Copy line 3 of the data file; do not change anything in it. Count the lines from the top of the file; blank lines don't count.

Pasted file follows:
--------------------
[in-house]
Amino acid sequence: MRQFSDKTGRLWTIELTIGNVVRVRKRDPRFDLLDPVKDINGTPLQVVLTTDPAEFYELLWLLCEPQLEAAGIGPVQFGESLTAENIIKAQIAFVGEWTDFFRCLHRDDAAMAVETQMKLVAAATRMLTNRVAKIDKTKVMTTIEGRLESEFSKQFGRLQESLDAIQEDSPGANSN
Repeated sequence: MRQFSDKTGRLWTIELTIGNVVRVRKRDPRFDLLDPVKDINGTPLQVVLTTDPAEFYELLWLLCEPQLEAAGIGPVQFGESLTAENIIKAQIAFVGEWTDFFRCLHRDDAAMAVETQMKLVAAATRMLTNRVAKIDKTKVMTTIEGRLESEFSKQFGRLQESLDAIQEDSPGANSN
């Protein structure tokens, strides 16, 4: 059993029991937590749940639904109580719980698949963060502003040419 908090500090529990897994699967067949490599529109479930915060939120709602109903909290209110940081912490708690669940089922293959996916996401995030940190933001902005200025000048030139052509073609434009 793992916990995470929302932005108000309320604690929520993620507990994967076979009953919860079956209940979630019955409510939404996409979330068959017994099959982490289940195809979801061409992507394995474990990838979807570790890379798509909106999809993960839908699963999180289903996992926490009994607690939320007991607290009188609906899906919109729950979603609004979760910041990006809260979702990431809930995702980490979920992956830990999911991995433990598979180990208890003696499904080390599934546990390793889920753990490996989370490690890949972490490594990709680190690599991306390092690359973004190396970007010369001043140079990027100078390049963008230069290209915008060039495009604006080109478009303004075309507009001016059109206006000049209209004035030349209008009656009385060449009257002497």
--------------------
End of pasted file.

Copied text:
Repeated sequence: MRQFSDKTGRLWTIELTIGNVVRVRKRDPRFDLLDPVKDINGTPLQVVLTTDPAEFYELLWLLCEPQLEAAGIGPVQFGESLTAENIIKAQIAFVGEWTDFFRCLHRDDAAMAVETQMKLVAAATRMLTNRVAKIDKTKVMTTIEGRLESEFSKQFGRLQESLDAIQEDSPGANSN